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While poor governance can bring serious legal consequences, the law can also protect business owners and managers and help to prevent conflict.

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As information technology continues to evolve, legislation must also change. It affects everything from data protection and online selling to internet policies for employees.

Intellectual property (IP) isn't solely relevant to larger businesses or those involved in developing innovative new products: all products have IP.

Knowing how and when you plan to sell or relinquish control of your business can help you to make better decisions and achieve the best possible outcome.

From bereavement, wills, inheritance, separation and divorce to selling a house, personal injury and traffic offences, learn more about your personal legal rights.

Three million self-employed workers face pension crunch

17 September 2019

Freelance worker considering the future of her businessFreelancer body IPSE has warned that 3.3 million self-employed people could be left without a pension within the next ten years.

The new analysis from IPSE, released on Pensions Awareness Day 2019, shows that 55% of self-employed people do not have a pension. At the current growth rate, the number of self-employed will hit six million by 2028, leaving 3.3 million without a pension.

"It is deeply worrying that so many hardworking people could be left facing bleak later years because there simply aren't products that work for them," said IPSE's Jonathan Lima-Matthews.

"Freelancers are the essential drivers of innovation for the UK economy, so we all rely on them being given every chance to thrive. The government has done some positive work, but it must urgently get behind innovative pensions solutions and push the industry to do much more. The longer this is left, the worse it will get."

Also this week, IPSE has raised concerns that the freelance sector is currently "flatlining" because of Brexit pressure. Its latest Confidence Index, produced in conjunction with PeoplePerHour, has found that freelancer pay slumped by 17% in the first three months of 2019 and has remained almost unchanged this quarter.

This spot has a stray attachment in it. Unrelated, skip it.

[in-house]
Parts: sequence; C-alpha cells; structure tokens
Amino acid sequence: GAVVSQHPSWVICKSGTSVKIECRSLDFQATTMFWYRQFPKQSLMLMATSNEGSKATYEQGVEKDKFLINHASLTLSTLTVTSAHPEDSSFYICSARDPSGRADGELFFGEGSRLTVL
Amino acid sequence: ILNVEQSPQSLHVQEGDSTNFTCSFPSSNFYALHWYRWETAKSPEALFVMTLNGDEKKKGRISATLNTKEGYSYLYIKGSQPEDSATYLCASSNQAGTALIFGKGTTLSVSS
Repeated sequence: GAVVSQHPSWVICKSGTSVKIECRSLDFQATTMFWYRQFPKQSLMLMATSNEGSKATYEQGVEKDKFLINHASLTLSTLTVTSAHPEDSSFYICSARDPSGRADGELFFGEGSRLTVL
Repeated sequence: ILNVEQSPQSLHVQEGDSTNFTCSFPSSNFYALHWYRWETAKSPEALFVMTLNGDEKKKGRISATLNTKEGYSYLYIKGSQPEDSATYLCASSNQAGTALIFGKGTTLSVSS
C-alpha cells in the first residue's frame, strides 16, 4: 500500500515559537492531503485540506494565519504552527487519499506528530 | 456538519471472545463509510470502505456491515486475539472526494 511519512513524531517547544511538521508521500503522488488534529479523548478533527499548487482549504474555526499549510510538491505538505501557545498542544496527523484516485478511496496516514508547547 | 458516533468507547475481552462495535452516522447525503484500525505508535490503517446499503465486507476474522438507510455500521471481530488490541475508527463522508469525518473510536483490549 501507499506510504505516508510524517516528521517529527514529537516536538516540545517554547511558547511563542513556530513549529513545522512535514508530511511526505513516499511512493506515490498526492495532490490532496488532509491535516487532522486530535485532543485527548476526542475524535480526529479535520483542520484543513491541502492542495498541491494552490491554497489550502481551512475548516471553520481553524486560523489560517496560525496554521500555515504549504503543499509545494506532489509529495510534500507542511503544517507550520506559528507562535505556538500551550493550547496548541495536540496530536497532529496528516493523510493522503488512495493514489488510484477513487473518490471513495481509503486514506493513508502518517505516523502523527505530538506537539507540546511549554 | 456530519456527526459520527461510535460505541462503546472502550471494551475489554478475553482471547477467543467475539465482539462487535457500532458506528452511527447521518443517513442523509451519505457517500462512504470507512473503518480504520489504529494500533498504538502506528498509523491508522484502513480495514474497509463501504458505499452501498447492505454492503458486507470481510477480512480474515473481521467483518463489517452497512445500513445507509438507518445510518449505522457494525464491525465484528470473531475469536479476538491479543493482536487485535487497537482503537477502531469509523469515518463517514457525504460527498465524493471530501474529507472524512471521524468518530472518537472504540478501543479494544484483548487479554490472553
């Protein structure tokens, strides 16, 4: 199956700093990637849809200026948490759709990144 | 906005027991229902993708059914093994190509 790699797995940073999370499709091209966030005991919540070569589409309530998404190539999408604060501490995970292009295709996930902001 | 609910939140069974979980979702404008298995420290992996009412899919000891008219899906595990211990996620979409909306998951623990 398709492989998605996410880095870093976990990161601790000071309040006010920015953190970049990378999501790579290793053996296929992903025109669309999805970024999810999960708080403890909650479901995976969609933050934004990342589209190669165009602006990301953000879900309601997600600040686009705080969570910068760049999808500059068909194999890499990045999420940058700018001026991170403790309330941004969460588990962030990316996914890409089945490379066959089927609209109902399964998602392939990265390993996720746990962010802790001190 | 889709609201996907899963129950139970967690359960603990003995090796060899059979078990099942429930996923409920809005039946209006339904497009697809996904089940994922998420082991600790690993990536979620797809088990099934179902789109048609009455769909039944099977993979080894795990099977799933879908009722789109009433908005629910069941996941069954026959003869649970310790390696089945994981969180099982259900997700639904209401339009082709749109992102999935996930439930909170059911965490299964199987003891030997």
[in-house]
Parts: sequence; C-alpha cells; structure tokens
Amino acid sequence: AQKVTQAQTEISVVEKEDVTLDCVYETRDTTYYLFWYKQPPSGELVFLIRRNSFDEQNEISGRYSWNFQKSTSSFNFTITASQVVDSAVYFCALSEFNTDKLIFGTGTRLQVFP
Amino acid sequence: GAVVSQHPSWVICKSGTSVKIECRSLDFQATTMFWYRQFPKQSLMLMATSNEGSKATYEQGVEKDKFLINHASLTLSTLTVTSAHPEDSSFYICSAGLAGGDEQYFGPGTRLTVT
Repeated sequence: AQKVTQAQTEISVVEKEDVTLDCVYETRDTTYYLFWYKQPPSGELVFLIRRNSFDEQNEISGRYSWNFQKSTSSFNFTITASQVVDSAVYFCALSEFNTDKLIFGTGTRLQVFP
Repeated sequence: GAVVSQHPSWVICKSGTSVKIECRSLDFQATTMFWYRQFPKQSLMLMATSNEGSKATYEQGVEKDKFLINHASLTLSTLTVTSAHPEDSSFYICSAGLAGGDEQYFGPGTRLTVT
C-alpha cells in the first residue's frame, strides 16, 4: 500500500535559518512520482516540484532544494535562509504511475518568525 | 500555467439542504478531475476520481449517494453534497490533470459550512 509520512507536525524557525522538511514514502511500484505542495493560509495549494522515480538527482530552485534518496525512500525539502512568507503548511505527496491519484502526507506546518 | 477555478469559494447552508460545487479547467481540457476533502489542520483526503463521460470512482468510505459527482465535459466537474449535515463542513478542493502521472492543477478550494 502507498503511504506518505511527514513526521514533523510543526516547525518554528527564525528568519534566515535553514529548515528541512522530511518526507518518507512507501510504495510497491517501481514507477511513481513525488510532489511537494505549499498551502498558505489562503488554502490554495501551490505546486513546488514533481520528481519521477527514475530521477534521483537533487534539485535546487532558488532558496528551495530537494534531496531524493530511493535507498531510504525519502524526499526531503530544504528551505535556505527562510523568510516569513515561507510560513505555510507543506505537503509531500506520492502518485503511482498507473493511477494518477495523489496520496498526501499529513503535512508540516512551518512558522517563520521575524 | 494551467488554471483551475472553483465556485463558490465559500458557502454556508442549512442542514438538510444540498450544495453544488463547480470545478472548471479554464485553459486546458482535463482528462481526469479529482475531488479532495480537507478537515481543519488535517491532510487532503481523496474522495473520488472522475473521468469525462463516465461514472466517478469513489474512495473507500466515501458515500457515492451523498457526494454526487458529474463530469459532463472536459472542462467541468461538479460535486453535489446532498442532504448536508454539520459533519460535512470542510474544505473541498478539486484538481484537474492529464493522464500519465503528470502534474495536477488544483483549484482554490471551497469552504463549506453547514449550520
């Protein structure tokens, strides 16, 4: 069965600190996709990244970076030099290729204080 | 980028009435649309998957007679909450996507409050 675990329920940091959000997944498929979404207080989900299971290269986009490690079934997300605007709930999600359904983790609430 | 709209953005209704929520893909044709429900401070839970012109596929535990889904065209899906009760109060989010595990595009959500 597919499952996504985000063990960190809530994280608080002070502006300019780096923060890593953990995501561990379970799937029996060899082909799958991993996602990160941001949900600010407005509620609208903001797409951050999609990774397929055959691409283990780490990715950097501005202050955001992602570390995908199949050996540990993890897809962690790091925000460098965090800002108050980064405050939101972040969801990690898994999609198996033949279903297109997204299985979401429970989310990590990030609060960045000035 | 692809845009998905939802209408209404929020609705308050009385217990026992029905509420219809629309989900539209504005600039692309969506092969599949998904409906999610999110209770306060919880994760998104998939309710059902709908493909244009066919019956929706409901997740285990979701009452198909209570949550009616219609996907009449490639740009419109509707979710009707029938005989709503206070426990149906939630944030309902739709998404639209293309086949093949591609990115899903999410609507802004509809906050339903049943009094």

Freelancers are also finding less work than they were at the end of last year. In Q4 2018, freelancers were on assignment 79% of the time; this fell to 75% in the last quarter and remains unchanged.

Confidence in the wider economy is also stuck in "deep negative territory" IPSE reports. Freelancers' confidence in their own businesses is marginally positive in the short-term but low in the longer-term. The long-term gloom is deepened by the fact that 70% of freelancers predict their business costs will increase over the coming year.

Freelancers cite Brexit as the biggest factor holding back their business performance, closely followed by government fiscal policy relating to freelancing. The third most important negative factor was government policy relating to hiring freelancers.

"The level of prolonged and profound uncertainty we are experiencing is uncharted and dangerous territory for freelancers," said Ryan Barnett, IPSE's economic policy advisor. "It has led to the sector flatlining across a range of measures. But there is still a risk that things could get worse.

"80% of freelancers are opposed to a no-deal Brexit because they know the immense damage it could do to their businesses. What the freelance sector needs from government now, like the rest of business, is a way out of this chaos that does not lead to the disaster of a no-deal Brexit."

Xenios Thrasyvoulou, founder and ceo of PeoplePerHour, said: "We urge the government to find a suitable solution for the ongoing Brexit mess. A no-deal Brexit would be disastrous for the freelance sector, and would only add to the anxiety and uncertainty that freelancers are currently facing."

Written by Rachel Miller.

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